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3 Key Steps Toward Evidence-Based Practice

Let’s imagine that someone has asked you to make something better. This might happen because you play the role of a…

01-23 Three Key Flowers

  • Manager
  • Project Manager
  • Process Manager
  • Training Professional
  • Organization Development Consultant
  • Performance Consultant
  • Etc., etc.

The something might be a problem, for example:

  • Too many errors
  • A time-wasting procedure
  • A lack of necessary resources
  • Slow delivery times
  • Not enough sales

Or that something might be an opportunity (nothing is really wrong, but we can make improvements):

  • Improving an internal process
  • Getting new hires up to speed faster
  • Reaching a new sales target
  • Developing a new product
  • Exploring a new market segment
  • Developing bench strength

And let’s say that you want to approach this assignment with some confidence that your actions will actually solve the problem/take advantage of the opportunity.

Here are three things to consider as you work on this assignment:

  1. Evidence about the problem/opportunity. How do we know that we have a problem? What would be different if we took advantage of this opportunity?
    In other words, what is happening today that gets in the way of our desired future state (or hasn’t been considered yet). How do we know that’s the cause (or the opportunity to harness)?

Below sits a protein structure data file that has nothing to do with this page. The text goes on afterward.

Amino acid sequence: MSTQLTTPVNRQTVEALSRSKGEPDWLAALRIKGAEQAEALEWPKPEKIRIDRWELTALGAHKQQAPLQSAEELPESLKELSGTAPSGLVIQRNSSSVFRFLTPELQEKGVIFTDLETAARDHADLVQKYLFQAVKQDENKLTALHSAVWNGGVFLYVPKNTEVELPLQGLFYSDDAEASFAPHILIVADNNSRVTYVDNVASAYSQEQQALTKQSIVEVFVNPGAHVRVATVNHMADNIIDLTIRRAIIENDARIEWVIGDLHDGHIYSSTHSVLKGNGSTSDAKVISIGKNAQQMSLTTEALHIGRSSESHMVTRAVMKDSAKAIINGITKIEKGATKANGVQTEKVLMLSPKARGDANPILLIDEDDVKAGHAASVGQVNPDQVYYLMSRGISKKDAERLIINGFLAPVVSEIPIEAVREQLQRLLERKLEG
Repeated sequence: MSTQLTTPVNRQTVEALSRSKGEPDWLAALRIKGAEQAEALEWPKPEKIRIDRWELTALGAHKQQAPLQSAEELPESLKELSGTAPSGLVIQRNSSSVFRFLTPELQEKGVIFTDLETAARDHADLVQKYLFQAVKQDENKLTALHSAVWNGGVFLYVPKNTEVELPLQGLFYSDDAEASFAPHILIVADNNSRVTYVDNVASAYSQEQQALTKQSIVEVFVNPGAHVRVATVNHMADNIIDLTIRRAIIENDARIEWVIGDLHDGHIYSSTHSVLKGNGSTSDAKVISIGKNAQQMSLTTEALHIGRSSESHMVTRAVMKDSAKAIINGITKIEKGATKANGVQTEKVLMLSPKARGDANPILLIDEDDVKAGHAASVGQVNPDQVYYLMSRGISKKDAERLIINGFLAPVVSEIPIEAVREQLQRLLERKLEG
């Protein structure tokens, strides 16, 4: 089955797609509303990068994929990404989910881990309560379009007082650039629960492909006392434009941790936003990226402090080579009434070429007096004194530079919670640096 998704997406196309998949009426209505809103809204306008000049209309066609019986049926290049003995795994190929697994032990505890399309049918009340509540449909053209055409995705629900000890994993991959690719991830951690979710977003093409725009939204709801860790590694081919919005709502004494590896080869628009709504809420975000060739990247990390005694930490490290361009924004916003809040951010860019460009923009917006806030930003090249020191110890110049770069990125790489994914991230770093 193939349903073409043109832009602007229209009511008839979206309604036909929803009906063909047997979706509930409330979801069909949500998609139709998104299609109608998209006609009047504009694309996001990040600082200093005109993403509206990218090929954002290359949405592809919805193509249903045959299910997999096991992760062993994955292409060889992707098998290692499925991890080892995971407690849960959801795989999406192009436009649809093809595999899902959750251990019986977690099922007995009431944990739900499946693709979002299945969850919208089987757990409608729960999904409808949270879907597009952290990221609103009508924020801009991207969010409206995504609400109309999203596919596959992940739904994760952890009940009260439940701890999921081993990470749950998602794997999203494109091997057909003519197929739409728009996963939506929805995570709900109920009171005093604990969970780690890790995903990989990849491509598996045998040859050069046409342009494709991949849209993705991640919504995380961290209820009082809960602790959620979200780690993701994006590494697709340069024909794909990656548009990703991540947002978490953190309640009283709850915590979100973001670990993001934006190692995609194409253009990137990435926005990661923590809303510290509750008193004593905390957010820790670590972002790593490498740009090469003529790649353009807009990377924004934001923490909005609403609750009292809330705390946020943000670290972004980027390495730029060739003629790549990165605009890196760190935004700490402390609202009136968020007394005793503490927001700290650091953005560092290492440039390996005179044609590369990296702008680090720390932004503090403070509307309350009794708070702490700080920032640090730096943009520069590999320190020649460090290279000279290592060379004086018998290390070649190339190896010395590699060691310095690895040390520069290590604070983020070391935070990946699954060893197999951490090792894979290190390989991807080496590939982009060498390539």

2. Evidence supporting our proposed solution. What makes us think this solution/change will move us in the right direction?
    In other words, do we just have a hunch that this solution will work? Is there respected practice or research that we can point to that suggests this solution will work in our context?
  3. Evidence we’ve succeeded. What will we accept as evidence that our solution has moved things in the right direction?
    In other words, is there something we can measure today (for example, time, sales, customer or employee satisfaction) and then compare with a similar measurement later—once we’ve employed our solution(s)?

When working with people in complex organizations, there are always many variables to take into consideration. But if we ask ourselves key questions along the way—

  • How do I know we are addressing the real issue?
  • What makes me think this solution is likely to work?
  • How will we know we’ve succeeded?

—then we are likely to avoid applying “the flavor of the month” or other weak or erroneous solutions. If we pay attention to how we know what we think we know as we work on performance improvement projects, then we are more likely to end up with a useful result.

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